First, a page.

in its sneaky way, the movie manages to say something pretty basic: some of the people you encounter in your time of need
will be bastards and some will be decent people but, in the end, you’re gonna die alone.
Rating: B minus (where B = "Better than most")
Further note: Having now watched the interview with the director, I have to say that it's delightful.
Mr. Puiu speaks English very well but with just enough hesitation to convey a boyish, self-deprecating charm. He's as natural
as any of his actors in front of the camera: frequently scratching his head, breaking into an impish grin when his thoughts
take him in certain directions. The most interesting revelation of the interview, for me, was that all the spontaneous-looking
naturalism of the film was very carefully planned! Three weeks' rehearsal, no less. I guess that tells us a thing
or two about how good works of are are made, eh? Mr. Puiu's comments on the name of the main character particularly interested
me. I had been wondering if there was any reference intended to the biblical Lazarus. That seemed a pretty far-fetched
possibility, so I decided that the name probably didn't have any biblical resonance in Romanian. But Mr. Puiu says that he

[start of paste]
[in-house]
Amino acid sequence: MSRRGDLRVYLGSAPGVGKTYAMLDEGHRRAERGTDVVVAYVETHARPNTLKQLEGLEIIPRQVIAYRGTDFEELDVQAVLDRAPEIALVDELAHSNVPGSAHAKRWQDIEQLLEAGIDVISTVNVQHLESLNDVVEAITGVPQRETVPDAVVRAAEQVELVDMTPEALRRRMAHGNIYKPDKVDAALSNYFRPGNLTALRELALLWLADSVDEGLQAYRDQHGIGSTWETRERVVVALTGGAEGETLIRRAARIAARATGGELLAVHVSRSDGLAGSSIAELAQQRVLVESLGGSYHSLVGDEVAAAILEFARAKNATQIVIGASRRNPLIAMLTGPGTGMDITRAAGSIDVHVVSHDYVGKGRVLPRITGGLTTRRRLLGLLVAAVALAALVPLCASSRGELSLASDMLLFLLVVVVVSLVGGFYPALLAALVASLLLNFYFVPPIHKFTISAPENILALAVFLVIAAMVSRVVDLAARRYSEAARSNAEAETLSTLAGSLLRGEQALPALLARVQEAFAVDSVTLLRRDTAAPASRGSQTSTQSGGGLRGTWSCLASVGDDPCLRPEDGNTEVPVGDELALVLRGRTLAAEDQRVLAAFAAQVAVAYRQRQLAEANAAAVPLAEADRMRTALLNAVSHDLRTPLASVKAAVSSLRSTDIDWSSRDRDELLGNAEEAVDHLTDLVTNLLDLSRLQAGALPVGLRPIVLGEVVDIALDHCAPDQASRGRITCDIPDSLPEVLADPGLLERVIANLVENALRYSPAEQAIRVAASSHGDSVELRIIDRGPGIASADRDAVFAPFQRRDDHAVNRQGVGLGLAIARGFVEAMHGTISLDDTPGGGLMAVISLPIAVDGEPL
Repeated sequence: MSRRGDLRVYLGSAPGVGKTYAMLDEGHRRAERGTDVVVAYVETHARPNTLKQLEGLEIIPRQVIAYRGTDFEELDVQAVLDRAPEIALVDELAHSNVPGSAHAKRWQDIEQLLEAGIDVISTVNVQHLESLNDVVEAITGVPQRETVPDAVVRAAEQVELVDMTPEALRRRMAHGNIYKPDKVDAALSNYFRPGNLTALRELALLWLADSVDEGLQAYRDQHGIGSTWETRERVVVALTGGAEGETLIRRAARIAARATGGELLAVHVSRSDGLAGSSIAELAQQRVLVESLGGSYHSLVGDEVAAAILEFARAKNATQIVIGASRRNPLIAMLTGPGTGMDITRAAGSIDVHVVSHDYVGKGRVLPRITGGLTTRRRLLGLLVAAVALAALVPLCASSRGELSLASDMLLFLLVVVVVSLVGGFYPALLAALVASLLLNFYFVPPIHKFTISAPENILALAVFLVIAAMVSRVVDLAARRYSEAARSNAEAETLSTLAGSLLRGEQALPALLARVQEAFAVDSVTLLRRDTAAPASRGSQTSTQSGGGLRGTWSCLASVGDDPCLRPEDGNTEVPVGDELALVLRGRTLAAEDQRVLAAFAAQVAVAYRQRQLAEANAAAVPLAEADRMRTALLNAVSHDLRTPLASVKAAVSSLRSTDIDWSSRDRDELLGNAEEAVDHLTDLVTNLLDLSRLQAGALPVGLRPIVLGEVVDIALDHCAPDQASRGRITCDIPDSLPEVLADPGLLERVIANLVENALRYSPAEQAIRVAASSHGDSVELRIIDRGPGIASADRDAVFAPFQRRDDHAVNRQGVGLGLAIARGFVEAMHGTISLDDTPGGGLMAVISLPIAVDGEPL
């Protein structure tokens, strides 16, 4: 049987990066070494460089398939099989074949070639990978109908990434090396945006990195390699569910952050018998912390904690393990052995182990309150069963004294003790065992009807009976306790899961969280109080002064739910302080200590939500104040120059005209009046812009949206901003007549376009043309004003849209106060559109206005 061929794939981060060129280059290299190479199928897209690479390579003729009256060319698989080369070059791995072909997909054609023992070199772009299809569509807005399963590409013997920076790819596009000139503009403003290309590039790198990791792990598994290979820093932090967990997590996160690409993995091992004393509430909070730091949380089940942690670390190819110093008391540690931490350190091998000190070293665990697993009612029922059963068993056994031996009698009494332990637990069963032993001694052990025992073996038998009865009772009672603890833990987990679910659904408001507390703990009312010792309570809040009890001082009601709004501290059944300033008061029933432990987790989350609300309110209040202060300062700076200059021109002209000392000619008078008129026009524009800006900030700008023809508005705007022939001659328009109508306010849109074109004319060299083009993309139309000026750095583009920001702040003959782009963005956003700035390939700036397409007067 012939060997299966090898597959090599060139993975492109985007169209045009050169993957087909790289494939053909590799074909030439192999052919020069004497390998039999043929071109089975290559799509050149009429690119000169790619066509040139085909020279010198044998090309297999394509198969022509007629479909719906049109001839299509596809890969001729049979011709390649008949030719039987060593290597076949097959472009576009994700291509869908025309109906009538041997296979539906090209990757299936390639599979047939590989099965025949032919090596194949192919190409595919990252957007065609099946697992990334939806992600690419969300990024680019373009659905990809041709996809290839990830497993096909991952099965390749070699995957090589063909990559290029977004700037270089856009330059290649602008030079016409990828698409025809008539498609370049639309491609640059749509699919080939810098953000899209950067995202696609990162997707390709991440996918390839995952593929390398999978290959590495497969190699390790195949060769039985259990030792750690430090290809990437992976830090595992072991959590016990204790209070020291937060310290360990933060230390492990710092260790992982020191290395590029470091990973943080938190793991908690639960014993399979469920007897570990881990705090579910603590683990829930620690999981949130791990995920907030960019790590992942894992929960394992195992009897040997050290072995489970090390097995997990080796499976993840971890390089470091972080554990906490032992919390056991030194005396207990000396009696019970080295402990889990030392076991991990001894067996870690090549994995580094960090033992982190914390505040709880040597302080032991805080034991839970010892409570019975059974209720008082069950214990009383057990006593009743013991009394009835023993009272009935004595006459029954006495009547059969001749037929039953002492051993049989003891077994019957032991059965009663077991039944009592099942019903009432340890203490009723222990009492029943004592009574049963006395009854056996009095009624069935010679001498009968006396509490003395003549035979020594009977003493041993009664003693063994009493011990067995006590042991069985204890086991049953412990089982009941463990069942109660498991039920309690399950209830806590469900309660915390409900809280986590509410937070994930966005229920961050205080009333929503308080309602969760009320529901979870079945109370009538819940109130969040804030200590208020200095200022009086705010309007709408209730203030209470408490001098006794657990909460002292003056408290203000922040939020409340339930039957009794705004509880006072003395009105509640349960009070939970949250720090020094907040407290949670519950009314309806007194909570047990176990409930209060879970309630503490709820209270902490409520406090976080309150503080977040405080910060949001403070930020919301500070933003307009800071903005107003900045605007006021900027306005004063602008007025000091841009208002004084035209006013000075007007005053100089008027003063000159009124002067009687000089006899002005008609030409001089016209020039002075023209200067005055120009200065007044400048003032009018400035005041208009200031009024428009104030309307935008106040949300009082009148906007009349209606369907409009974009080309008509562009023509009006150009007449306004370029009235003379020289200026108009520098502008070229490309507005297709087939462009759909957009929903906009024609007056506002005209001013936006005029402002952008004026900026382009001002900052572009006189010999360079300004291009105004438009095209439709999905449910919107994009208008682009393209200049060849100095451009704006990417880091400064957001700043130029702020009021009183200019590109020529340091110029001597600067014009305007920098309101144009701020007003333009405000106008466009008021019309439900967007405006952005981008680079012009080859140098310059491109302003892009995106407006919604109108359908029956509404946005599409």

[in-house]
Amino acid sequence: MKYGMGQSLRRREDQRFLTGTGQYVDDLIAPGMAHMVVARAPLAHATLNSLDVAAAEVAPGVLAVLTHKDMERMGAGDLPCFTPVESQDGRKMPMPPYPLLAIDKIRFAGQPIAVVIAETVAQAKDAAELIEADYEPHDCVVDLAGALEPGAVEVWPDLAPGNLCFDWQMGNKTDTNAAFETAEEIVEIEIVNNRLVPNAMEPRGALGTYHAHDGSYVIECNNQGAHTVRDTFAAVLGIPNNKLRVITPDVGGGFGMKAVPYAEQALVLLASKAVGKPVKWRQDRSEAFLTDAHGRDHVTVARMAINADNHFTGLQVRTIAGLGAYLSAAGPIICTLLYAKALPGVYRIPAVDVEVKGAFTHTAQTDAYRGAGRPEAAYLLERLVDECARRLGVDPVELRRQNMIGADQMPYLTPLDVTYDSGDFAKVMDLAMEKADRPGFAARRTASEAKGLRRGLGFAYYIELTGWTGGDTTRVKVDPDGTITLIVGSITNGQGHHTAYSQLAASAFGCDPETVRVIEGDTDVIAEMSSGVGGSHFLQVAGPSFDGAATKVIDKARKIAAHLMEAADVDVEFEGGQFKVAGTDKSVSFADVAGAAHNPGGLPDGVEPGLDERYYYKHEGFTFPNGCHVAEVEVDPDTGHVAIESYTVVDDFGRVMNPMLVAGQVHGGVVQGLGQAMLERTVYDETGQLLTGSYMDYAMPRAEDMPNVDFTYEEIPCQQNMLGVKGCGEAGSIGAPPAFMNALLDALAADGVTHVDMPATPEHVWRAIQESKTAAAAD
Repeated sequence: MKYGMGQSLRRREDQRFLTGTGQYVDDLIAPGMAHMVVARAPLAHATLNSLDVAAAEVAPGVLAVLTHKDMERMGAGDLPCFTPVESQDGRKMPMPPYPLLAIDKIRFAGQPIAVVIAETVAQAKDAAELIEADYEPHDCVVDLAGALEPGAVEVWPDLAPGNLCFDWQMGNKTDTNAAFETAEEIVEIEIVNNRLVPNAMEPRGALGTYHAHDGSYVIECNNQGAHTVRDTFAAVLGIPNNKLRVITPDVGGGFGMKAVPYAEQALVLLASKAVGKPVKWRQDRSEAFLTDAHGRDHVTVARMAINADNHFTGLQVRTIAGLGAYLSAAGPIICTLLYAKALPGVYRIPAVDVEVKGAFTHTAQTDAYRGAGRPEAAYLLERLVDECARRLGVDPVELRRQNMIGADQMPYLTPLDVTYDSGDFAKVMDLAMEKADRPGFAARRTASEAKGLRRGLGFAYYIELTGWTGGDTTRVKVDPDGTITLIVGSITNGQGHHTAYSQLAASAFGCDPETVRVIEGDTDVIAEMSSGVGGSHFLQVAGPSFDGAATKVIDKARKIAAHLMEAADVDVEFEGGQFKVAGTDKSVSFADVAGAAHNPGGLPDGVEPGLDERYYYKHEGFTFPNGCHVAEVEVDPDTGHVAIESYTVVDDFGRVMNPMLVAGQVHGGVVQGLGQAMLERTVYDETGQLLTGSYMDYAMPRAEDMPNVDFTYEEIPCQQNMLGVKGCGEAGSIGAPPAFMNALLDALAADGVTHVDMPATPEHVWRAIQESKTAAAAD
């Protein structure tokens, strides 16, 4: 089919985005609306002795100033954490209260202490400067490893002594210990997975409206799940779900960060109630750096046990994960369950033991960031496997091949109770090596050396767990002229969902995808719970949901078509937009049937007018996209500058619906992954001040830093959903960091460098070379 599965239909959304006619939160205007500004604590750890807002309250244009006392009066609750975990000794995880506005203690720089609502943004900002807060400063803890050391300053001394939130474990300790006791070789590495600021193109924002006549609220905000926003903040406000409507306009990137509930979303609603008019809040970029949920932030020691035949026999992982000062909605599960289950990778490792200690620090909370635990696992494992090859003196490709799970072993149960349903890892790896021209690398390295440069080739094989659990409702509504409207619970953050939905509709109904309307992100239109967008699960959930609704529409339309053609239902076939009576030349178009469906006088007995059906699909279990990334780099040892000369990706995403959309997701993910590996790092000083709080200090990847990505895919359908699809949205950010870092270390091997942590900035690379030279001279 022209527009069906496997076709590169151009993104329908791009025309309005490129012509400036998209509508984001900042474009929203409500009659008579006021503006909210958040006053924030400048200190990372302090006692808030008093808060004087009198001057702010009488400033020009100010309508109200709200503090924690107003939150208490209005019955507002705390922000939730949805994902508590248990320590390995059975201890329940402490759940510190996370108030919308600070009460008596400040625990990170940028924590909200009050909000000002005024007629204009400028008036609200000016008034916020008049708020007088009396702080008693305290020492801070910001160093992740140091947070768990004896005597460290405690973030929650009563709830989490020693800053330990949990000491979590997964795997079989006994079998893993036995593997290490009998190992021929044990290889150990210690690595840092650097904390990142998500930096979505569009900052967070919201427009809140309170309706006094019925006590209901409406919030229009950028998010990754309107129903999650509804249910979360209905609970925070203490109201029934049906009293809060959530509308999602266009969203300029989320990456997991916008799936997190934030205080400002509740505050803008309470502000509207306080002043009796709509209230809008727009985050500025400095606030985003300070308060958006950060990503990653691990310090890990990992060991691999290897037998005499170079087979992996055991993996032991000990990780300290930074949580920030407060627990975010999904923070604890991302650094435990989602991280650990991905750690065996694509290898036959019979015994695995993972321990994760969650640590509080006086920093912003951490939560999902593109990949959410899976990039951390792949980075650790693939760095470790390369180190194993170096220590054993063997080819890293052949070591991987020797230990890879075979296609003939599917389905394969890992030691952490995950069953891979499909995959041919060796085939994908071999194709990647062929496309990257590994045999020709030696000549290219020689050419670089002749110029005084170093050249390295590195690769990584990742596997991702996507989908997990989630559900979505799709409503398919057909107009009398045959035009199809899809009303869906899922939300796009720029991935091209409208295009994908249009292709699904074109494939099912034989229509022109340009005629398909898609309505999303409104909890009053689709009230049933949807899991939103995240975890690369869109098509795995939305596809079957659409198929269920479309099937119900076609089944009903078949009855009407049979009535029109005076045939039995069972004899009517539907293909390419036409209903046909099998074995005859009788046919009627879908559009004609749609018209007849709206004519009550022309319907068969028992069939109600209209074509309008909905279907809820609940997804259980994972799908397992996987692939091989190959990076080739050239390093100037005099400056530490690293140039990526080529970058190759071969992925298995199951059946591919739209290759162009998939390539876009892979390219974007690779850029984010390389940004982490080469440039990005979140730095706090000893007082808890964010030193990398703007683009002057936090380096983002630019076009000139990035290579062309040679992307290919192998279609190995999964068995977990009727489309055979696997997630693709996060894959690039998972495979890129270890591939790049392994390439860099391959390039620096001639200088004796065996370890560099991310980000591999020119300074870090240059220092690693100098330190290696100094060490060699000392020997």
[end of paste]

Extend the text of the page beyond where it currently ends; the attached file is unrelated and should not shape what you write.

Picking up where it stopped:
intended the reference. One of the things he was trying to show was how a nobody like Lazarus -- just some guy --
might have met his end. So much for my artistic perceptivity!
Once (Movie) written and directed by John Carney; starring Glen Hansard and Markéta
The previews suggested that this might be my kind of movie: one of those low-budget, independent charmers. Well, there
certainly is charm is this story about a scruffy Dublin street musician (Glen Hansard) and a Czech flower seller (Markéta Irglová). Scenes of him improvising songs for her on
the back of a bus; then her dragging her vaccuum cleaner through the streets like a pet raccoon on a leash.
But somthing special happens in an early scene in a music store. The guy is teaching the girl a song (turns out
she’s a dab hand at the keyboard). She masters the chords pretty quickly and starts harmonizing on the vocals. We get
the whole process from first tentative chords to triumphant finale – it’s a long scene in real time –
and something very unusual happens. You can really feel the chemistry building up between them and you get totally wrapped
up in a sort of spell.